What does your dream look like?
Just take a few moments to think about this question.
Whether you dream of having a career that gives you fame and fortune, taking a selfie at the Eiffel Tower, competing in the Olympics or changing the world, few people in life are ever “lucky” enough to realise their dreams.
Perhaps a dream is called a dream simply because it is fun to imagine but at the same time, easily dismissed as a fantasy? If so, this would explain why so often the idea and the meaning of the word ‘dream’ is not viewed with the importance that it rightly deserves.
What if there was a way to make your dreams come true?
In this issue, we spoke to the three Bruneian Olympians who represented the country at the Rio 2016 Games. All three of them had their dreams come true but achieving such a goal cannot be attributed to luck alone. Their dreams became reality because of their sacrifices, determination and relentless hard work.
As we deconstructed the stories of successful people in this issue, and in many of our past issues, we realised that what set them apart was their absolute devotion to their dreams. These are the people who are not afraid to be ridiculed about what they imagine; and who have the courage to take action to make their dreams come true.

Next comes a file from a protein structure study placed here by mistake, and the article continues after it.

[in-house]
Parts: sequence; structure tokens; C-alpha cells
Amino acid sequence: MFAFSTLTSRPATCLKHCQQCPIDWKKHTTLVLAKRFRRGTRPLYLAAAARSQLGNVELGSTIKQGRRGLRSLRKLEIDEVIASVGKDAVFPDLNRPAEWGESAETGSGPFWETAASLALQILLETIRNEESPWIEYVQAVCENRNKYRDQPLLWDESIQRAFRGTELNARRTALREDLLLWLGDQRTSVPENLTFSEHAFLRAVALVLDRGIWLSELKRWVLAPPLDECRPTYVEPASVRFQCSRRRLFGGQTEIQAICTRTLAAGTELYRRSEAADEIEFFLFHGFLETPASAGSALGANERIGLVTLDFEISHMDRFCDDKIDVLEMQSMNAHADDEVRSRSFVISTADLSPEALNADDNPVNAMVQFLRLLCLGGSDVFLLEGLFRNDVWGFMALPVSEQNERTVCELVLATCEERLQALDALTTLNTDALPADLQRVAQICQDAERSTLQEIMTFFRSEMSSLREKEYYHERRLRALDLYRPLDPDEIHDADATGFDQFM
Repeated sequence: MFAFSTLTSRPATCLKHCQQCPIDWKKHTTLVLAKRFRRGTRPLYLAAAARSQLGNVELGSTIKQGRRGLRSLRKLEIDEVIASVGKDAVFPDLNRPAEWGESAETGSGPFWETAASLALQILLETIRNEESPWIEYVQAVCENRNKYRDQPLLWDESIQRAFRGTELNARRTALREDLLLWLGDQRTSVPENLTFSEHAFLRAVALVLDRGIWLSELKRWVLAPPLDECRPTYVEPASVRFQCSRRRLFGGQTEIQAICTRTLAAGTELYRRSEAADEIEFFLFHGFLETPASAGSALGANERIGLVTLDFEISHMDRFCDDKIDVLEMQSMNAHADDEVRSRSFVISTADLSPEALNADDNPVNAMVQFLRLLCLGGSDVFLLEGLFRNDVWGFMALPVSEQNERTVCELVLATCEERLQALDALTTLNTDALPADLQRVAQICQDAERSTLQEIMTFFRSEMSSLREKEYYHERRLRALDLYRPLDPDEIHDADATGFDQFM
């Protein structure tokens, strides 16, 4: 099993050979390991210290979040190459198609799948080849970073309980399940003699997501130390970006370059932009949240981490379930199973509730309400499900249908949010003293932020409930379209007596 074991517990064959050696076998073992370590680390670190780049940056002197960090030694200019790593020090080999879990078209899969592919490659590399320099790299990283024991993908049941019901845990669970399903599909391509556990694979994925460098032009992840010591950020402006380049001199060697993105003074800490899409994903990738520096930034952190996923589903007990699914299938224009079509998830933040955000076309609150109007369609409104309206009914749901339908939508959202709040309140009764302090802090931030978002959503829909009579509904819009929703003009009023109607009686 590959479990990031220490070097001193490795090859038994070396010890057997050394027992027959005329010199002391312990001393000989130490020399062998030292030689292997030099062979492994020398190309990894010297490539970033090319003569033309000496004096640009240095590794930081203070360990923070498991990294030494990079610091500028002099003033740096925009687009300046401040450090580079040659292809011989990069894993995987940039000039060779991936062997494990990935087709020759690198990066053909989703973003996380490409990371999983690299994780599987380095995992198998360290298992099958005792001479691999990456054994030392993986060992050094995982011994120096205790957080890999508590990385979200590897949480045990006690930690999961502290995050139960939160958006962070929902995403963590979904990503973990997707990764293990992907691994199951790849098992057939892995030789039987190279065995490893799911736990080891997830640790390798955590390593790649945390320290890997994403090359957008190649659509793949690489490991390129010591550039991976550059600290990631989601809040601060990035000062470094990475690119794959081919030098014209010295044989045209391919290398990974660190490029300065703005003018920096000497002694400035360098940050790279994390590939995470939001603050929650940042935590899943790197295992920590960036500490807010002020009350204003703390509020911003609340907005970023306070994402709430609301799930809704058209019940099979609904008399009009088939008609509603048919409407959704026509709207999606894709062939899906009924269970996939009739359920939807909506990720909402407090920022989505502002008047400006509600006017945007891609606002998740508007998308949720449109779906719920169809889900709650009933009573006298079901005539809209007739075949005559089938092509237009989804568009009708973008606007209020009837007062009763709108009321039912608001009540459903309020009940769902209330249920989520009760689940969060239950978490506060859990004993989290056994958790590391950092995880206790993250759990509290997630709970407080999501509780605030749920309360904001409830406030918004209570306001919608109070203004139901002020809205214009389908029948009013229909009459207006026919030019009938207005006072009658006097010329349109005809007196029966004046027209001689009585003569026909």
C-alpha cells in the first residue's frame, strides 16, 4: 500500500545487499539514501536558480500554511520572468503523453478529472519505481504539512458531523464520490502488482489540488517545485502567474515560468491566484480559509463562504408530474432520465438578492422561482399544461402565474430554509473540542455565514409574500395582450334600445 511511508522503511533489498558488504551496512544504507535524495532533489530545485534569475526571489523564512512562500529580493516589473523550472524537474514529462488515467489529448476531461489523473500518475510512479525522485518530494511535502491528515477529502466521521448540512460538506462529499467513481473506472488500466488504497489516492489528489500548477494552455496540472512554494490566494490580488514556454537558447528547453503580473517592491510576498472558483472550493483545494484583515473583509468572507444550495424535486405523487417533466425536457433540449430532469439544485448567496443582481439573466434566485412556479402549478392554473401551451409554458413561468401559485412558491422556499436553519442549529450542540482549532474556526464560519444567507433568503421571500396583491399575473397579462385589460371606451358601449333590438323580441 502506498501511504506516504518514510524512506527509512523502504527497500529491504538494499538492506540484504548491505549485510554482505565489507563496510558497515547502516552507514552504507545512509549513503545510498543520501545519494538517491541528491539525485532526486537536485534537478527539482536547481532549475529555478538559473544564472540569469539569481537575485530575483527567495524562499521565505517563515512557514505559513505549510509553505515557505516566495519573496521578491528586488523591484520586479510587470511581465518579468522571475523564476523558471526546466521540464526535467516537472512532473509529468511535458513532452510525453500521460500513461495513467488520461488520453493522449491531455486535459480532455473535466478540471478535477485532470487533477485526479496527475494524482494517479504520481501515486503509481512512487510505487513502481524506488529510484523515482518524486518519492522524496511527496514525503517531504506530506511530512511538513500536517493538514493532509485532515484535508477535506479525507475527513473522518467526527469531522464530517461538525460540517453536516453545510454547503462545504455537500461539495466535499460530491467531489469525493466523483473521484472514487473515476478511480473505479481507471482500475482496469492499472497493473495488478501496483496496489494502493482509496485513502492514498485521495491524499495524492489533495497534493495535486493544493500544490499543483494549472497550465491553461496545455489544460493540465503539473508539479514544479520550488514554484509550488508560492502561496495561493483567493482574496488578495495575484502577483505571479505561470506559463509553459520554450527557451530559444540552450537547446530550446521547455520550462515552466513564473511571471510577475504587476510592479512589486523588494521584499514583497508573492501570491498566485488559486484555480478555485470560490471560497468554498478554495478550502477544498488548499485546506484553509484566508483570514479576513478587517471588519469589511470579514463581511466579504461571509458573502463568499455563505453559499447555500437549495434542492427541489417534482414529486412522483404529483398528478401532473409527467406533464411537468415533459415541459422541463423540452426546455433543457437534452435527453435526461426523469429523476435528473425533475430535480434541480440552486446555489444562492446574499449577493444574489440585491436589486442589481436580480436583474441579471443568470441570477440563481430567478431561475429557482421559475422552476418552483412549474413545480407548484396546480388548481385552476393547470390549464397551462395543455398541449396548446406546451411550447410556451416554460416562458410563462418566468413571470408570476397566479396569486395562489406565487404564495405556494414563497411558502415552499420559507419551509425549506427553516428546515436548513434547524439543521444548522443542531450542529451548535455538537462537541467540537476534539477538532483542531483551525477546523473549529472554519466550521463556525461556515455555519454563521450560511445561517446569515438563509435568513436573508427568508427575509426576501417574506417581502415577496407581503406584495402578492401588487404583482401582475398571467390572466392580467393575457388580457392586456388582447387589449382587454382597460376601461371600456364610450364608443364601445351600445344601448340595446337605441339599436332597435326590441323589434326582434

For dreams to come true there needs to be action, discipline and strategy as well as the wisdom to choose the right development tools. In this hyper-competitive environment, for some, further education is not only an essential tool but also a prerequisite in order to pursue their dreams. This is why we have dedicated an entire section of this issue to the topic of Further Education – to help students fulfill their dreams by making the right career choices.
In an interview on Chinese television, Hong Kong leading actor Chow Yun Fat was asked by a student in the audience to give some advice about the future of the entertainment industry in Asia. Chow responded that what he is afraid of, isn’t whether or not young people are willing to dream, but how big they are willing to dream. He added, in order to have any chance of survival, the next generation must be willing to take risks and challenge the limits of their imaginations. He cited fierce competition and the advance of innovative environments in Hollywood.
On this note, let us remind ourselves that a borderless economy is no longer a future fantasy but a reality today.